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Is the SAS strike about to end? Scandinavian media seem to think so

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Is the SAS strike about to end? Scandinavian media seem to think so
Passengers waiting at Norway's Gardermoen Airport. Photo: Heiko Junge/NTB scanpix/TT
15:40 CEST+02:00
A seven-day pilot strike that stranded hundreds of thousands of passengers worldwide could be nearing its end, Norwegian media report.

Norwegian public broadcaster NRK reports that the parties have reached a compromise, after 28 hours of marathon negotiations between Scandinavian Airlines, the pilots' unions and official mediators in Norway.

"We have been told that there is agreement, and that only formalities remain," a striking SAS employee at Oslo's Gardermoen Airport told NRK.

When The Local contacted the Swedish pilots' union on Thursday at 4pm a press officer told us that "we cannot comment". Union representatives have spoken to media on several occasions during the strike, so a non-comment could potentially indicate that the parties have reached the final stretch of negotiations.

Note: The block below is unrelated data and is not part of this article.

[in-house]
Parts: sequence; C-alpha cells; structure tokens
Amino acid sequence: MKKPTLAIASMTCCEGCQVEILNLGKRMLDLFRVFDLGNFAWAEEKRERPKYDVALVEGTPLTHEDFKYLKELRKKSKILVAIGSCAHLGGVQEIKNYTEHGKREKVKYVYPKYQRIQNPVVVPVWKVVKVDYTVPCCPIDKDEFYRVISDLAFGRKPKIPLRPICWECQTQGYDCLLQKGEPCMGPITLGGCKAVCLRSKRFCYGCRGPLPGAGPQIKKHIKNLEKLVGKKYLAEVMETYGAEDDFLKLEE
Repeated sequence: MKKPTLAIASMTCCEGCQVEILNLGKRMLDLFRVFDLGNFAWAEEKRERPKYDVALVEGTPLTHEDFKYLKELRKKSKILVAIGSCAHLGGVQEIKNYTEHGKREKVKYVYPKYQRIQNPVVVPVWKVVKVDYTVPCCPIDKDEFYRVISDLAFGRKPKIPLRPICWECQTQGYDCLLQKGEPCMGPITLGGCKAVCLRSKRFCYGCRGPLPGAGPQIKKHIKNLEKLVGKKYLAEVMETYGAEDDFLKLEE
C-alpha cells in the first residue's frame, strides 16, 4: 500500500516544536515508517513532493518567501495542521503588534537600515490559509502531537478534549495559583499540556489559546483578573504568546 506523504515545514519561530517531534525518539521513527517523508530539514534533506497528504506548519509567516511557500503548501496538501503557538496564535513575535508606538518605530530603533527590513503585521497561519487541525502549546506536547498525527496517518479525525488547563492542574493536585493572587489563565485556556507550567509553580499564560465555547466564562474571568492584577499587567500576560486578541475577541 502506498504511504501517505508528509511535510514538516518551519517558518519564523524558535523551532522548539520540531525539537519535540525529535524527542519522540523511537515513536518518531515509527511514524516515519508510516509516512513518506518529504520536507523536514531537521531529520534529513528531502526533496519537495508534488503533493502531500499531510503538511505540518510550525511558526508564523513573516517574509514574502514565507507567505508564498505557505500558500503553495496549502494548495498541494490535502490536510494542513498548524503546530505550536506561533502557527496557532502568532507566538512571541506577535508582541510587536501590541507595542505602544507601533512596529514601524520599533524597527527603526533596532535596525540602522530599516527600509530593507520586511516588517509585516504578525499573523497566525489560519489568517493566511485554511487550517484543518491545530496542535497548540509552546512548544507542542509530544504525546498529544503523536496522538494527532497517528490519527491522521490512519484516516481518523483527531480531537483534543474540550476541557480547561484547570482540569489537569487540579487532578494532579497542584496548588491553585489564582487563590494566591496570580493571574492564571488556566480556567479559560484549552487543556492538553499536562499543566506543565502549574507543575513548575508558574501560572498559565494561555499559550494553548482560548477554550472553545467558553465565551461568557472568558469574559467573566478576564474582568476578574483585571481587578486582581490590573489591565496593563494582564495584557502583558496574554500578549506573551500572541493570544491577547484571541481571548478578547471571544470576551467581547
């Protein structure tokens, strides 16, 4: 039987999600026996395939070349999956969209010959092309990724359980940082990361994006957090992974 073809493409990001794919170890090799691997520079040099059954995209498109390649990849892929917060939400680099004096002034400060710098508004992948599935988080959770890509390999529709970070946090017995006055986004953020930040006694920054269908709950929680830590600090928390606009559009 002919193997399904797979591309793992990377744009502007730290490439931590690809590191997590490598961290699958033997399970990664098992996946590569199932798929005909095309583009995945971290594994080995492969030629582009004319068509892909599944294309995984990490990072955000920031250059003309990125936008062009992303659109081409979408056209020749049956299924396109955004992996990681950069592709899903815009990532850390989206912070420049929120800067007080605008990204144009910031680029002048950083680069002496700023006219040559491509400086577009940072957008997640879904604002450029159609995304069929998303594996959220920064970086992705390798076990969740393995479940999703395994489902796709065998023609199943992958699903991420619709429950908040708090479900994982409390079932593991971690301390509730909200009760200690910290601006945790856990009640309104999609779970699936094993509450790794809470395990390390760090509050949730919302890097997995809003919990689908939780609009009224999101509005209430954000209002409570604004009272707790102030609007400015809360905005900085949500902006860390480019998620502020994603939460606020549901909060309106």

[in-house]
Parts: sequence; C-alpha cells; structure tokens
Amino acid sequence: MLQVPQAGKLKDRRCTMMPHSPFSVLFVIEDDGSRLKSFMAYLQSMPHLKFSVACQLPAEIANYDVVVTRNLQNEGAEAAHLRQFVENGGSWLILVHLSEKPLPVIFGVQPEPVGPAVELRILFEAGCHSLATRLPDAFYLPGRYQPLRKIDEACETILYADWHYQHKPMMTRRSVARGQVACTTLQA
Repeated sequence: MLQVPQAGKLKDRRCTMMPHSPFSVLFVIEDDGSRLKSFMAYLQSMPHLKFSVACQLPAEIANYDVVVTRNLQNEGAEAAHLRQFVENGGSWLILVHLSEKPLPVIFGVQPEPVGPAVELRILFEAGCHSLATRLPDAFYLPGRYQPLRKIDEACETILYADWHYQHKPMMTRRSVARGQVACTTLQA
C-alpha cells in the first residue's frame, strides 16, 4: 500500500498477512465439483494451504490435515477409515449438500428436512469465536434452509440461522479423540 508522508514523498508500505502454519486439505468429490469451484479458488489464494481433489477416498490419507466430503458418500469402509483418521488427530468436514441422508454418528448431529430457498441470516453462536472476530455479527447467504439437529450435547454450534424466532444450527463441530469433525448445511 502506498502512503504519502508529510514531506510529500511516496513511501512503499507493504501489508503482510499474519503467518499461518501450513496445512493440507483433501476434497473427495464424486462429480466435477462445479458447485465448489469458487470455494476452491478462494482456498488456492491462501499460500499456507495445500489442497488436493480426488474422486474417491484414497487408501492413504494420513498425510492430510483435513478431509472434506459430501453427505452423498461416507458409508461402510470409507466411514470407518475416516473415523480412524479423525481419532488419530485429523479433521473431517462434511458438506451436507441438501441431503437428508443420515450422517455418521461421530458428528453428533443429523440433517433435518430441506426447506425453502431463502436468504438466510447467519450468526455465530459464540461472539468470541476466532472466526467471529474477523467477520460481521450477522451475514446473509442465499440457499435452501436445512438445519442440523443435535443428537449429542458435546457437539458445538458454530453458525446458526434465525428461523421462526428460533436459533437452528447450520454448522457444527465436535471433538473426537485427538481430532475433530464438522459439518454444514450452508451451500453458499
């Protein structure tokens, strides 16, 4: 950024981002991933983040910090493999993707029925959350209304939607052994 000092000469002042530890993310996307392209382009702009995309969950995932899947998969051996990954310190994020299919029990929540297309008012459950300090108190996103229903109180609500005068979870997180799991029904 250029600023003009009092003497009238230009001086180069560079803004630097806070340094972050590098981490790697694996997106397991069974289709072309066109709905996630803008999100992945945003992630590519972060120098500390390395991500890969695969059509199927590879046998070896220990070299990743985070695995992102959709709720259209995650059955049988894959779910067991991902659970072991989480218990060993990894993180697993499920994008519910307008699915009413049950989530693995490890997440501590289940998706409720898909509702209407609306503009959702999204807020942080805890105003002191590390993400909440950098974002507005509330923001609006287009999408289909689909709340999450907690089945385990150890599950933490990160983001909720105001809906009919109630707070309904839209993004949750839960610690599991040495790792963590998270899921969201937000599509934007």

"I haven't heard anything. But that's probably a good sign. That means they are in the process of negotiating," Jan Sjölin, who have mediated in the conflict in Sweden, told Swedish news agency TT when asked if he had received any news from his Norwegian counterparts.

SAS CEO Rickard Gustafson was set to speak to reporters at the company's Stockholm headquarters at 8.45pm on Thursday, SAS announced later. But at 10pm the press conference had yet to start.

IN NUMBERS: The impact of the SAS pilot strike (so far)

The strike, which has affected more than 380,000 passengers, began when around 1,400 pilots in Denmark, Norway and Sweden walked out last Friday, after negotiations with their employer broke down.

According to SAS, who had refused to offer more than a 2.3 percent pay rise, the pilots were asking for what would effectively amount to a raise of 13 percent. But the pilots said that the key issues were in fact working hours and scheduling, complaining they sometimes have to work as many as seven weekends in a row.

 
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